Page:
Minnesota Senate approves bill to fund opioid treatment with drug manufacturer licensing fee

MinnPost photo by Briana Bierschbach
Minnesota Senate

In the PiPress, Christopher Magan writes, “Minnesota is a step closer to raising revenue from pharmaceutical companies to fund addiction treatment and prevention to address the state’s opioid crisis. With a 60-6 vote the Minnesota Senate overwhelmingly approved an opioid stewardship bill Thursday. The legislation would raise $20 million a year from licensing fees on drug manufacturers and distributors to help communities, addicts and their children deal with the fallout from the crisis.” 

Not moving quite as well. Dave Orrick of the PiPress says, “Minnesota families who have lost loved ones in distracted-driving crashes cranked up their push at the state Capitol on Thursday, May 10, to require hands-free driving. … They scored a victory as the bill marched with strong bipartisan support through a key committee toward the House floor, but also found themselves frustrated by the Senate, where the top lawmaker has said it faces an uphill climb. The proposal would essentially ban drivers from handling a cellphone while driving — regardless of whether it be texting, Facebooking or making a call.”

An end to the War on Christmas/Kwanzaa/Purim/Feast of the Holy Rollers, etc.? At MPR Solvejg Wastvedt says, “The St. Paul school board is moving toward rescinding a policy that discourages holiday celebrations. … A board committee recommended at a recent meeting that the policy be withdrawn.”

News of the Weird, double-headed fawn edition. The KSTP-TV story says, “Back in 2016, a Minnesota mushroom hunter came across a unique find: a pair of conjoined deer fawns.  According to the University of Georgia, where the fawns were studied, the deer will be making their way back to Minnesota to be displayed at the Minnesota Department of Natural Resources headquarters. A skeletal display will be kept at the University of Minnesota Veterinary Anatomy Museum.  The conjoined twin deer were located near Freeburg in May 2016. When studied by researchers, it was learned the twin deer had two separate necks and heads but shared a body.”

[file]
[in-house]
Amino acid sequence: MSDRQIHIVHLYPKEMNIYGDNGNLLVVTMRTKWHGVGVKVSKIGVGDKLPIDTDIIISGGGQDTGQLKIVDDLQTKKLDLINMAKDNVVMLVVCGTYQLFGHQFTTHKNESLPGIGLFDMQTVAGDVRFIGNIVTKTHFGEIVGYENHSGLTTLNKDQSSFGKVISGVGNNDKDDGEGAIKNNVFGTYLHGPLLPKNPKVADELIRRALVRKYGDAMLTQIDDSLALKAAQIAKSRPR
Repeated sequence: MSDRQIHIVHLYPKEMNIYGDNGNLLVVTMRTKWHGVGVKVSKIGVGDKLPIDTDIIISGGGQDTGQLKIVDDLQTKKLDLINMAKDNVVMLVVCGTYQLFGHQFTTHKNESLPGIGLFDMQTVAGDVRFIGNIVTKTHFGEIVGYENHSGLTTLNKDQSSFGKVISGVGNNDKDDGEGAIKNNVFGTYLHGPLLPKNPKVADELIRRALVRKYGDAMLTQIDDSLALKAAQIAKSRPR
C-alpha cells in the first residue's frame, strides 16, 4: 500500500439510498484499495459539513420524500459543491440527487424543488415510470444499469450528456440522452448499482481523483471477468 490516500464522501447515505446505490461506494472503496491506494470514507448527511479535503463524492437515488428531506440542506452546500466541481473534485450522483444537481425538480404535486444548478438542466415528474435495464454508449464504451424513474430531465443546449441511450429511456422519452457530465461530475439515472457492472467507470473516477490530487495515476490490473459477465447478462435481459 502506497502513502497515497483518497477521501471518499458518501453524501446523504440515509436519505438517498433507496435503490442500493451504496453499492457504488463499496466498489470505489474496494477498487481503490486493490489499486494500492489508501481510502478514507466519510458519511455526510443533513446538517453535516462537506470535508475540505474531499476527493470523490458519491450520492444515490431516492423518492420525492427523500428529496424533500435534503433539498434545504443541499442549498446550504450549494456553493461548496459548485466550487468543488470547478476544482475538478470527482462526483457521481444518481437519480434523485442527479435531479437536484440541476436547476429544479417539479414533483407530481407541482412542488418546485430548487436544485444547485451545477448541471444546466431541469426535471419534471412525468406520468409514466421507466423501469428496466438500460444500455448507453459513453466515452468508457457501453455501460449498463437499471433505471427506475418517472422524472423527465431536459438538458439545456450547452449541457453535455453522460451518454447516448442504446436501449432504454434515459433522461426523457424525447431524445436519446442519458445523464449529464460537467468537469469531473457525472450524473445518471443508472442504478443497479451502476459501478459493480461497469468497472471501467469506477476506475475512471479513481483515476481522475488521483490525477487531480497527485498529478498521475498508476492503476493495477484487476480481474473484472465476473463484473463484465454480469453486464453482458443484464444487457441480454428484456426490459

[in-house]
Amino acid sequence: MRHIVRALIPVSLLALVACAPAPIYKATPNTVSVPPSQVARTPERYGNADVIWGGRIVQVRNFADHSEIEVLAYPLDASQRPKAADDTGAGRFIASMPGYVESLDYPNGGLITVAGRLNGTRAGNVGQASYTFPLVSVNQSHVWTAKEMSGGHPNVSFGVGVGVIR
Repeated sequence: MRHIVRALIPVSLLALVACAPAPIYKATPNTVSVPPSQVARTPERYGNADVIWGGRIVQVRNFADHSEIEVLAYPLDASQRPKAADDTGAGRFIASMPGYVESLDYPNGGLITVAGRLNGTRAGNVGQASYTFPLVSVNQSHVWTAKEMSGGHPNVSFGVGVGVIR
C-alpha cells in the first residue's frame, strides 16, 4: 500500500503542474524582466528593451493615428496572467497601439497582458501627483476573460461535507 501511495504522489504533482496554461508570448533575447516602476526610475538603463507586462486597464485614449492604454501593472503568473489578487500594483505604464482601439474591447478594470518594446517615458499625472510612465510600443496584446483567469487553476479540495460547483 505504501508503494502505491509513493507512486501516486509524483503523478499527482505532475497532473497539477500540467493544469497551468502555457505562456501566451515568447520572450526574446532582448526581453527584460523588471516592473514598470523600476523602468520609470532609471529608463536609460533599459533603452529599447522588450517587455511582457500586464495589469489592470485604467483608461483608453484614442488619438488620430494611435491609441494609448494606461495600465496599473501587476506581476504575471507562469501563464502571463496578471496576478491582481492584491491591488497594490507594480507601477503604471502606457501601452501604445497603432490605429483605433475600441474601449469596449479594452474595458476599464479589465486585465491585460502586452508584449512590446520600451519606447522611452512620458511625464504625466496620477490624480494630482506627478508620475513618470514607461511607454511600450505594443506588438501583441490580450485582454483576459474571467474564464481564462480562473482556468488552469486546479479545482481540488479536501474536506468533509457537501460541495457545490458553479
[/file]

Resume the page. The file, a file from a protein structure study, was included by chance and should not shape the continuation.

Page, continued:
As much a ritual as the opener itself. Says Mary Lynn Smith in the Strib, “In an effort to exercise what they say are their treaty rights, Chippewa tribal members plan to fish on Lake Bemidji one day before the Minnesota fishing opener. The one-day ‘fish-off’ protest was sparked by the tribe’s opposition to a new Enbridge pipeline across northern Minnesota, to be built either in a new corridor across ceded land where tribal members exercise their rights to hunt, fish and gather food, or in the existing corridor that crosses two reservations.”

Says Maya Rao for the Strib, “U.S. Rep. Erik Paulsen is joining a bipartisan effort in Congress to encourage states to pass laws that let law enforcement take firearms from people determined to be a danger to themselves or others. The measure unveiled this week is named for Jake Laird, an Indiana police officer shot to death in 2004 by a man with mental illness. Nine states including Indiana have passed some variation on the so-called ‘red flag’ laws, and the congressional proposal would provide grants meant to incentivize other states to do so. Minnesota does not currently have such a law.” Still sounds like gun-grabbin’ to me.